• Managing difficult emotions (anger, fear, anxiety) before, during, and after the intervention
  • Ensuring family members and friends are aligned on intervention goals
  • Assisting the recipient of the intervention with seeking addiction treatment

A good interventionist will handle all logistical aspects of the intervention, from determining a time and place to developing a routine that participants will follow during the meeting itself. The interventionist typically also establishes a relationship with an addiction treatment program where the individual can enroll if they agree to seek treatment. They may also verify that the individual’s insurance is accepted at particular treatment programs and arrange for an expedited admission if the subject agrees to treatment.

Prior to the intervention, the interventionist will also meet with family members and friends to discuss how the process works and what to expect. During this time, the interventionist might also need to persuade skeptical family members that their loved one will be receptive to the meeting even if previous attempts at recovery have failed. And they may determine which family members and friends should attend the intervention itself.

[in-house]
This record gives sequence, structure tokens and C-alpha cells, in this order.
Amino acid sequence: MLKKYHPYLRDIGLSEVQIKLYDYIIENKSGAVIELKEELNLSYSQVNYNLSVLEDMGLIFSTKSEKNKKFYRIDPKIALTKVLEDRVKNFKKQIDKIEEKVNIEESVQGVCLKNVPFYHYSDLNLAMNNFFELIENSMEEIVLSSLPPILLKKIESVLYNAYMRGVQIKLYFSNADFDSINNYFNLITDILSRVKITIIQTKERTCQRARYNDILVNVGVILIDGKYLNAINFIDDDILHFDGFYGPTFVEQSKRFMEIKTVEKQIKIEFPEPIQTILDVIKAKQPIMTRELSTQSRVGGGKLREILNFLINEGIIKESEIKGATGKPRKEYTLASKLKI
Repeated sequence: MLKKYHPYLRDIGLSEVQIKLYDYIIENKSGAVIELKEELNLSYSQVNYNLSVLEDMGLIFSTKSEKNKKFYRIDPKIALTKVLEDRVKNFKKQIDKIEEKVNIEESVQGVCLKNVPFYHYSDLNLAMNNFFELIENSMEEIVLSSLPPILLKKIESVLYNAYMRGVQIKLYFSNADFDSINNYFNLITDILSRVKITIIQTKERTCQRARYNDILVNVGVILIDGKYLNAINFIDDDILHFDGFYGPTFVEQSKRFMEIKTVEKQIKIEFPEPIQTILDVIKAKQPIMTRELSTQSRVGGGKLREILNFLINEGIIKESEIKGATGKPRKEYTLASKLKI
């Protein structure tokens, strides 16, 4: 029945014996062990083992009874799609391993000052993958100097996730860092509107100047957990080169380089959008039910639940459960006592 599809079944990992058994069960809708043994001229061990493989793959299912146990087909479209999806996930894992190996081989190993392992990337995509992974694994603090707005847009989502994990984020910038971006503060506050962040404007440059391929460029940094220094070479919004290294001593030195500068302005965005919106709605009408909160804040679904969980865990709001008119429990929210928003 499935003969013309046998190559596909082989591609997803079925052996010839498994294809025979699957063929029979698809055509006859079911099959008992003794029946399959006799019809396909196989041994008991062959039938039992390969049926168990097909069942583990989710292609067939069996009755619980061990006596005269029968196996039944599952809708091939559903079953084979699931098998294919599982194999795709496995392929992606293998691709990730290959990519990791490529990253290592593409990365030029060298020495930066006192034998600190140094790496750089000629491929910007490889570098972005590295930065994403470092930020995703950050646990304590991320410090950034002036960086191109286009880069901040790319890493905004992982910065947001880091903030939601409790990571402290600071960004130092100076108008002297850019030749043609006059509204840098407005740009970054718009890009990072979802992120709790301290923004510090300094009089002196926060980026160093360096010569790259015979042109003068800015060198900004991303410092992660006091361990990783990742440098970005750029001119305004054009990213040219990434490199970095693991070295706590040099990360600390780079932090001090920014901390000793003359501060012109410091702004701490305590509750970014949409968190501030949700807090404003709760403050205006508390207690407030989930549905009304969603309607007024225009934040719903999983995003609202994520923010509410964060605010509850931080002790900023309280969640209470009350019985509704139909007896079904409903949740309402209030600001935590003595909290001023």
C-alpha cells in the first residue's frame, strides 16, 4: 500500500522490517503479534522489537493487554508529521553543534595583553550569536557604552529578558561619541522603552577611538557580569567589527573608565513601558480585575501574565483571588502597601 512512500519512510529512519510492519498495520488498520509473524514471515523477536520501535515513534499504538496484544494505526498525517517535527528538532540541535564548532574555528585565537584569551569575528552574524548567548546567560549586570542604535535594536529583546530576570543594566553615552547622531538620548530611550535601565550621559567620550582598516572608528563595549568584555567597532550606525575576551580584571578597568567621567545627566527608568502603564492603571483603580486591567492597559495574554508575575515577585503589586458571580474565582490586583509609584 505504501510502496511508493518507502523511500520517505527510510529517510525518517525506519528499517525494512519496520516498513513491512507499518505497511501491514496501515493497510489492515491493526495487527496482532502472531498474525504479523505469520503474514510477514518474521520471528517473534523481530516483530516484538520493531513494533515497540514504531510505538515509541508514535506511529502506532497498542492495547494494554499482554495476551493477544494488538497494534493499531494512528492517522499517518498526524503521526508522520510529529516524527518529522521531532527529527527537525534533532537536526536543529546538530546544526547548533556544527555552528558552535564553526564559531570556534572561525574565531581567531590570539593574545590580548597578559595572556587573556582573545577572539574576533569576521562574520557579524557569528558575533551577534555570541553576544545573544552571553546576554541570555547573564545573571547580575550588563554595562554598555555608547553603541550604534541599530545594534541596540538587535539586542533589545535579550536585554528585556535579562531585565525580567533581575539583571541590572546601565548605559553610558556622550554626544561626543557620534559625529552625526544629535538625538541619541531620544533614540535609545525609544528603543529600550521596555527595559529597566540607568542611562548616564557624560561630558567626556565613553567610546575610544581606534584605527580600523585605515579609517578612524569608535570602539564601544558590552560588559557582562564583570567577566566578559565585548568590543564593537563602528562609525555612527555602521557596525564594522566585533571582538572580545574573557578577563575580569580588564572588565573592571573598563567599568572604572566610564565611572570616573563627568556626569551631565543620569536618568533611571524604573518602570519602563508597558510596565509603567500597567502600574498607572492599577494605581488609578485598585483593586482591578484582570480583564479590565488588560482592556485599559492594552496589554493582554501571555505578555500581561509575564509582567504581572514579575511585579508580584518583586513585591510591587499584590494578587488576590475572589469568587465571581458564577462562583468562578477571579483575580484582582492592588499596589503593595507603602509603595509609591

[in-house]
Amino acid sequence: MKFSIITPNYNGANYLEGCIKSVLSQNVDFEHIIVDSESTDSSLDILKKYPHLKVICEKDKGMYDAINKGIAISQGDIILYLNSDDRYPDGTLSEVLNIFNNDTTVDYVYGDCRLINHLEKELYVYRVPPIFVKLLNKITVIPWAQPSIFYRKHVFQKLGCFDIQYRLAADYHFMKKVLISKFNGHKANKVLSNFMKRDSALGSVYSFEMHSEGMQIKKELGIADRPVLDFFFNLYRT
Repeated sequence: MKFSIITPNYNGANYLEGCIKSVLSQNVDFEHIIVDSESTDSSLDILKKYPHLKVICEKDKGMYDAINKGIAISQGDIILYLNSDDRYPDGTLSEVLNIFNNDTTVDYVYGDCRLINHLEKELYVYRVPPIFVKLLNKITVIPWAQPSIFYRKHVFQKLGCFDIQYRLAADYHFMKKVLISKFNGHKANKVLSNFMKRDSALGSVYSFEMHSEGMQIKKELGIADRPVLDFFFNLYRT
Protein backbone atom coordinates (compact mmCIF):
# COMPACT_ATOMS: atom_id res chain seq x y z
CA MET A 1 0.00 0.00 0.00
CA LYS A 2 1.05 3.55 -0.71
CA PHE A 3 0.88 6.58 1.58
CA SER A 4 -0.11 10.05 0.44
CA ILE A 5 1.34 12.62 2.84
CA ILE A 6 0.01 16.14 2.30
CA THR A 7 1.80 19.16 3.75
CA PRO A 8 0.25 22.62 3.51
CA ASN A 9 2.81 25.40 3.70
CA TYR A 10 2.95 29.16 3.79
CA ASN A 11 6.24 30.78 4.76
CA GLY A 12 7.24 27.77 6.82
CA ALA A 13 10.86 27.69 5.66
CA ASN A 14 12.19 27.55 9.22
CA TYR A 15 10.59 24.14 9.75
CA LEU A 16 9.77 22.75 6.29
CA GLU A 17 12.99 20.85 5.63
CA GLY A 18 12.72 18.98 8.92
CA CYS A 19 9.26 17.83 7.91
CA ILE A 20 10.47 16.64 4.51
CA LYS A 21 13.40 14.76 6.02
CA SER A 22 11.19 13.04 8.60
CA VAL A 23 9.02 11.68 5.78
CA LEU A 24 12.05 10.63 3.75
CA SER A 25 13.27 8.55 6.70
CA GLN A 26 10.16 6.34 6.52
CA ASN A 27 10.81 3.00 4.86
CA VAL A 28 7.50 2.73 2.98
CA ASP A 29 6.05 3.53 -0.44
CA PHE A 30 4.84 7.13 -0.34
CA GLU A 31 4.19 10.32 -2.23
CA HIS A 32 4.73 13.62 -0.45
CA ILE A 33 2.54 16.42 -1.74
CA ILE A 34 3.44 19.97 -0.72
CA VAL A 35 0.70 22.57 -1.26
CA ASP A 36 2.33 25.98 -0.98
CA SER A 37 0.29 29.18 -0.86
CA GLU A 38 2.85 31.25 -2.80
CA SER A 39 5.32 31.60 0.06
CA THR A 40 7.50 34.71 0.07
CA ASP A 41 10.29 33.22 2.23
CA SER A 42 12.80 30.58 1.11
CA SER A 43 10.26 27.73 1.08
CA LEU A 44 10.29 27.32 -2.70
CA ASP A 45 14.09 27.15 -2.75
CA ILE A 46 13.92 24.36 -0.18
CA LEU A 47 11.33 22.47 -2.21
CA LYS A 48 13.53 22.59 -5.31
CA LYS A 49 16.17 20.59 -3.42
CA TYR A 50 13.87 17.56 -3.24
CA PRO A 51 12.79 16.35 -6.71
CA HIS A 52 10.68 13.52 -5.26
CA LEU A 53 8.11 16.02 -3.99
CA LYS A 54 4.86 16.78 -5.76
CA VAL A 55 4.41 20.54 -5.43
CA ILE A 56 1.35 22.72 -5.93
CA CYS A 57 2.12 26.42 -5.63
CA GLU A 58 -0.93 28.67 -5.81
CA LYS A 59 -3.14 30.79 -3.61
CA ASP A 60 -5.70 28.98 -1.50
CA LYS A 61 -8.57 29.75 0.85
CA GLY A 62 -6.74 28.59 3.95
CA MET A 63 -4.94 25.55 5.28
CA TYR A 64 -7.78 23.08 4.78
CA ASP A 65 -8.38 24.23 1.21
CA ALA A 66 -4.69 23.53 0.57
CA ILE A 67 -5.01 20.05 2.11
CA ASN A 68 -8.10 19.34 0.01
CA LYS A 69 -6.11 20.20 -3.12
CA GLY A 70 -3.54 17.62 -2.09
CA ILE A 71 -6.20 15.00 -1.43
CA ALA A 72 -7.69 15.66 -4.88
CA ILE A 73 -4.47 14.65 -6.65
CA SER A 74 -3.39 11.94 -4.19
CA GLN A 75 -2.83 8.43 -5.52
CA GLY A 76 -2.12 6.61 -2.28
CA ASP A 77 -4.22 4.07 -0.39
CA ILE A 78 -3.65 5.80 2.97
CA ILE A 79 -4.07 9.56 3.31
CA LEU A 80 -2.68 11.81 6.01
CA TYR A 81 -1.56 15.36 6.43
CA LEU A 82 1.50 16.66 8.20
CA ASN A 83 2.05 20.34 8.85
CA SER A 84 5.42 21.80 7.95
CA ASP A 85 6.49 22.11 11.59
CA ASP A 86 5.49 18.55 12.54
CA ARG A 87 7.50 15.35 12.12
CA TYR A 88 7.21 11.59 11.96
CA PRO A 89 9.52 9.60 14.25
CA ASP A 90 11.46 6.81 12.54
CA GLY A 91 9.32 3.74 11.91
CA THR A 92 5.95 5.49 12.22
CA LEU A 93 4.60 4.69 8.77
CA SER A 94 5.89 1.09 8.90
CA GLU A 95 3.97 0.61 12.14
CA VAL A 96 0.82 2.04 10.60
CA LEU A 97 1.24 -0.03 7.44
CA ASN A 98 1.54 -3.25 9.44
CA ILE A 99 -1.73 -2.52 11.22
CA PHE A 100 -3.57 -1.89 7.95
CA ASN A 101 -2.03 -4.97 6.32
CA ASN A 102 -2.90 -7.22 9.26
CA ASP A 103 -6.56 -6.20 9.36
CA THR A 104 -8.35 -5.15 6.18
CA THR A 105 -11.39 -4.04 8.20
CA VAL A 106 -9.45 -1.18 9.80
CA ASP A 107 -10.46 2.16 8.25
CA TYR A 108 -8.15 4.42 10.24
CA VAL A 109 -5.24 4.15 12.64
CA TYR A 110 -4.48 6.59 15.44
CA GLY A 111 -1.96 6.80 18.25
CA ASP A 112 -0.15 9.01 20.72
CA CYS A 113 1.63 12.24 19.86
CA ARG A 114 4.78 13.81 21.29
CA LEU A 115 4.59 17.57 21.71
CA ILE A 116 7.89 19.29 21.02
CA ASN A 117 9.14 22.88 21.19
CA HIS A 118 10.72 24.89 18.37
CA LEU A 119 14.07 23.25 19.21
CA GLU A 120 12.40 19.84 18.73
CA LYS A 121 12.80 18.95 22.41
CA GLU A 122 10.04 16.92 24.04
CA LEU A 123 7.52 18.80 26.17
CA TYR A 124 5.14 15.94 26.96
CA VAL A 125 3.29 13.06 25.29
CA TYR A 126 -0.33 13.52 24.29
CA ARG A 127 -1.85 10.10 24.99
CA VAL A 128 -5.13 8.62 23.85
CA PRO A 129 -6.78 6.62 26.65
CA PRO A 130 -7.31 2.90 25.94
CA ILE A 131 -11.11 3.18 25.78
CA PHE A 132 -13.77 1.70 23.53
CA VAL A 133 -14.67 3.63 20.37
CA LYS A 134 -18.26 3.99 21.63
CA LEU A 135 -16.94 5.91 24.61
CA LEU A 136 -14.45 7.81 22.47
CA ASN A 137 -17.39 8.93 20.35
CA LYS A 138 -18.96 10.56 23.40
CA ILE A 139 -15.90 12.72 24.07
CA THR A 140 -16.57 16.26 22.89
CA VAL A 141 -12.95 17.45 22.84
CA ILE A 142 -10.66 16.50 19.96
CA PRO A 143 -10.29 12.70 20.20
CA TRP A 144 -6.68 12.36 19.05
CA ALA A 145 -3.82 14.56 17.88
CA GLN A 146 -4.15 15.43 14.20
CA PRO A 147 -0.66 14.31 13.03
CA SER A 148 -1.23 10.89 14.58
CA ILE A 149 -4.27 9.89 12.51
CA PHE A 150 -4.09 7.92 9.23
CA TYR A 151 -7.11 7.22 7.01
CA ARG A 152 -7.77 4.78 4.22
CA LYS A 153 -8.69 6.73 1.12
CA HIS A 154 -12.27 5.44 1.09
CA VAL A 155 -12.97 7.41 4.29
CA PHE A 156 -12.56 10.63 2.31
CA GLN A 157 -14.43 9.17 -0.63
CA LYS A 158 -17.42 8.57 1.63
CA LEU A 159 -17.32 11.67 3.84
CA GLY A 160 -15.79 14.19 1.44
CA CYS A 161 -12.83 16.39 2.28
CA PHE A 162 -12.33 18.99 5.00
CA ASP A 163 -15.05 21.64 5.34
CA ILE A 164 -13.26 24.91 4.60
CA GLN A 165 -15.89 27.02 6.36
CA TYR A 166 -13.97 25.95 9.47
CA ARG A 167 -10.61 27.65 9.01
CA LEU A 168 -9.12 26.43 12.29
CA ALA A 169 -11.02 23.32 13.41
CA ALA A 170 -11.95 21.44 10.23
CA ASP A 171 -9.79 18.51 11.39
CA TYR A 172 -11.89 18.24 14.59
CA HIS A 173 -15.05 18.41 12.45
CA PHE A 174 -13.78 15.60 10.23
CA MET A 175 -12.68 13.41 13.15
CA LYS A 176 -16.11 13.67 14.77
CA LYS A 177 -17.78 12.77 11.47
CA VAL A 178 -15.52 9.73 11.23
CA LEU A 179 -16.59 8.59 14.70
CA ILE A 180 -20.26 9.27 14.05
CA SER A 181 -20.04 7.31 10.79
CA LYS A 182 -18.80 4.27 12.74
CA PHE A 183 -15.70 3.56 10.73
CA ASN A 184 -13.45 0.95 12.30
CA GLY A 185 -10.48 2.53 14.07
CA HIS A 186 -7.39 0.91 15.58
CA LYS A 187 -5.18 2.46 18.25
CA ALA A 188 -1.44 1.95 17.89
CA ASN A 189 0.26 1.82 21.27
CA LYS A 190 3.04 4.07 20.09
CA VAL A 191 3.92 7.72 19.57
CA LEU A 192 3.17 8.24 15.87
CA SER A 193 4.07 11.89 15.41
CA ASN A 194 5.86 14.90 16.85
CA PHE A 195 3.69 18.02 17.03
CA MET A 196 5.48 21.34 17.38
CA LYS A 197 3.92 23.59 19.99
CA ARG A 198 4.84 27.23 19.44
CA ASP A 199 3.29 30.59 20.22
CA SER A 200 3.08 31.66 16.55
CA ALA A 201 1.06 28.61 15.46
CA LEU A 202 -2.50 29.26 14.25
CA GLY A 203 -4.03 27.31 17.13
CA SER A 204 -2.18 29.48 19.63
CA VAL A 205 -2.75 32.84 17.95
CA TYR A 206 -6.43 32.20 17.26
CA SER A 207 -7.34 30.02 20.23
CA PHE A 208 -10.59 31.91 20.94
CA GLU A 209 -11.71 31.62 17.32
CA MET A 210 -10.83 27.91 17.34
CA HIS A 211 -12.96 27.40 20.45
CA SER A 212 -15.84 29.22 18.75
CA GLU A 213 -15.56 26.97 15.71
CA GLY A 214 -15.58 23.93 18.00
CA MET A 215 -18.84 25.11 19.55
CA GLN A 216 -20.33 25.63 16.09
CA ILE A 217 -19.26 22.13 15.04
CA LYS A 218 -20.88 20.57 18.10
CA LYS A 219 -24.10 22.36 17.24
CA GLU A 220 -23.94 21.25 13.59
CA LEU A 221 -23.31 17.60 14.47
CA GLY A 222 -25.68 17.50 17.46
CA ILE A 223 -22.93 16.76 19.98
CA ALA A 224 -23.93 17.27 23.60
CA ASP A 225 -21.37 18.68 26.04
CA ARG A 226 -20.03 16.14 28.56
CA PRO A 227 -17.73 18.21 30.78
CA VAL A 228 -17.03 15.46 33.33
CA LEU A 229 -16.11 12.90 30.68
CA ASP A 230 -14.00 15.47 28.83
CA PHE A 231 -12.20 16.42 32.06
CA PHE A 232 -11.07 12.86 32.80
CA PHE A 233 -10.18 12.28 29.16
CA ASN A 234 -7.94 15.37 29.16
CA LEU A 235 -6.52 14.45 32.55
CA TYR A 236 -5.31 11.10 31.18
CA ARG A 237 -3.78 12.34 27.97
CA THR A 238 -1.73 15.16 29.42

During the intervention, the interventionist can also direct and guide the conversation towards the end goal of reaching an agreement to seek treatment. This may require empathy, candor, and even a hard-edged approach that is easier for a professional than a family member to deliver. At times, the interventionist might also explain the addiction treatment process to the group and answer questions.

Though family members and friends can stage their own interventions, the process is often made more complicated by pre-existing relationships and stressors. Using a professional interventionist can make it more likely that a person in crisis will agree to seek treatment.

#2. Professional interventionists bring real-world experience and know-how

Most professional interventionists have undergone significant training that enables them to handle the process ethically, responsibly, and effectively. In addition, many interventionists are attracted to the work because they, too, are in active recovery. Some were even saved by interventions themselves.

Most family members have not staged an intervention prior to working with their loved one, and many have never attended one, either. While they are deeply motivated to help, this lack of real-world experience can make it difficult for families to know how to respond to the emotions and rationalizations that are common with addiction. For example, it may be difficult for family members to know how to react when their loved one refuses to attend the intervention, threatens to walk out, or insists on “one last” use of their substance of choice.